Email vs Slack

Clear internal office communication among your team is critical. Most offices handle a lot of communication via internal emails. But is there a better way?  Slack is a multi-platform messaging app for teams that allows your to quickly communicate, brainstorm and collaborate. Lets talk about email vs Slack and see which might make more sense for you.

Why Email isn’t Optimal for Internal Communications #

Email is a great tool for connecting with people outside your company because EVERYBODY uses email. No matter what email program they use, you know that the person on the other end will be able to open and read your message.

But email isn’t so great when it comes to internal communications within your company or organization. Here’s why.

  1. Overflowing inboxes: According to some online surveys it is estimated we send and receive over 100 email messages every day and there are over 8,000 emails in the average inbox! That is a lot of email messages and it is easy to lose important communications in our overflowing email inbox.
  2. Mixed Internal and External Messages: Your 8,000+ email inbox includes both internal emails (from your coworkers and management) and your external emails (clients, suppliers and others). So it is difficult to separate out the internal emails relating to each project.

So can Slack cut down on internal emails and make internal communications easier to manage?

What is Slack? #

Time Magazine wrote an article calling Slack an “email killer.” It has “caught fire” among tech and other firms looking for better ways to communicate in teams.

Here is what a Slack window looks like.

 

email vs slack

Basically, Slack has a large chat screen in the middle where you can read messages or add your own replies. You use hash tags to direct the message or reply to a certain topic or project (called channels). You can then click on the channel has tag on the left navigation bar to open and view all the messages for just that channel. You can also add a file or link to a Slack post.

You can also create private channels that can be restricted to only certain team members by invitation only. This might be used in cases where you want to discuss some information that is confidential or sensitive.

You can also send direct messages when you need to reach an individual.

So lets look at Slack’s Pros & Cons.

Slack vs Email – Slack Benefits #

  1. Gathers Messages Into Channels: Instead of your project and work messages being scattered through your email inbox and archives, they are all automatically pulled together into channels so you can scroll through them at a glance.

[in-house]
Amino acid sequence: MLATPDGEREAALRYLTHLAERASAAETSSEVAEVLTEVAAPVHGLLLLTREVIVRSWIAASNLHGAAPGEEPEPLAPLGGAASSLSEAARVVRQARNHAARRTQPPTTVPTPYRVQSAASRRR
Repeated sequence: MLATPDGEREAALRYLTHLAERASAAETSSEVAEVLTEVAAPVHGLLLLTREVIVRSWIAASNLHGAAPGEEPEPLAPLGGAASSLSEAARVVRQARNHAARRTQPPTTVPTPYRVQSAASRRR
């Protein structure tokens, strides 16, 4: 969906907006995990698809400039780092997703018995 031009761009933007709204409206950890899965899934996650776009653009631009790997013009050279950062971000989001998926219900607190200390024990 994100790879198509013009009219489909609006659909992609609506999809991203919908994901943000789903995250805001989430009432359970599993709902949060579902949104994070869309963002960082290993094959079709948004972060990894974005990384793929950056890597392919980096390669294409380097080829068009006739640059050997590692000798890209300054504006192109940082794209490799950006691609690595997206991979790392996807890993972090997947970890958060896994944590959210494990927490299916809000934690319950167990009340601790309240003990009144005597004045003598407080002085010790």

2. Encourages Brainstorming: The short messaging approach and the ease of directing messages to channels encourages near real-time brainstorming.
  3. Rapid Communication: Many users respond in real time, keeping the discussions going and making the communications and updates more frequent.
  4. Reduces Email: Using Slack for internal communication reduces internal email, bringing you closer to Inbox Zero Email.
  5. Third Party Integrations: Slack’s popularity has resulted in an great number of integrations with other apps. Slack can integrate with Trello, Teamwork Projects, Google Hangouts, Skype, Mail Chimp and many other programs.
  6. Price: The base price of Slack is free which gives you up to 10 integrations

 

The Problems with Slack #

  1. Another Level of Notifications: Slack adds another level of notifications on top of your existing email, Skype, calendar, mobile and other apps. And, the fast, real time aspect of the messages could result in 100s of additional notifications today. Slack does have notification controls, but you would need to enable them to reduce interruptions.
  2. A Little TOO Connected: Connecting with your team is great, but there are times you need to be uninterrupted so you can more fully focus on things. With Slack, it can be hard to disconnect from your team for those high intensity focus sessions. Some people will find themselves chatting too much about projects instead of actually getting the project work done.
  3. No Built In Tasks: Slack itself doesn’t have a task management built in so you will still need a good task management system that lets you assign tasks, priorities and due dates. Slack does integrate with some leading task management systems like Teamwork Projects and Trello.
  4. No Mind Mapping: I love brainstorming with Mind Maps, but Slack is primarily text based (you can add files and links). So Slack doesn’t give me the same visual learning benefits I find when using mind mapping for brainstorming.

Email vs Slack – Who Wins? #

I strongly recommend moving internal communications out of our email inboxes and into better systems. Slack is very good for this, BUT has the potential for more interruptions. When implemented properly, I believe Slack can be a useful productivity tool for teams.

In my own case, I prefer to use the message/comment options on my favourite task management system, Teamwork Projects. This way the communications are all attached to the actual tasks and I can see at the status of each task at a glance along with messages.

And I find the visual power of mind mapping for brainstorming to work better for visual learners. My team is small but I believe Slack would more fully benefit larger teams.

Do you have questions on implementing Slack, Trello, Teamwork Projects or other productivity tools? Join my online time management school.

“Your time – your choice.” – Garland Coulson, “Captain Time”

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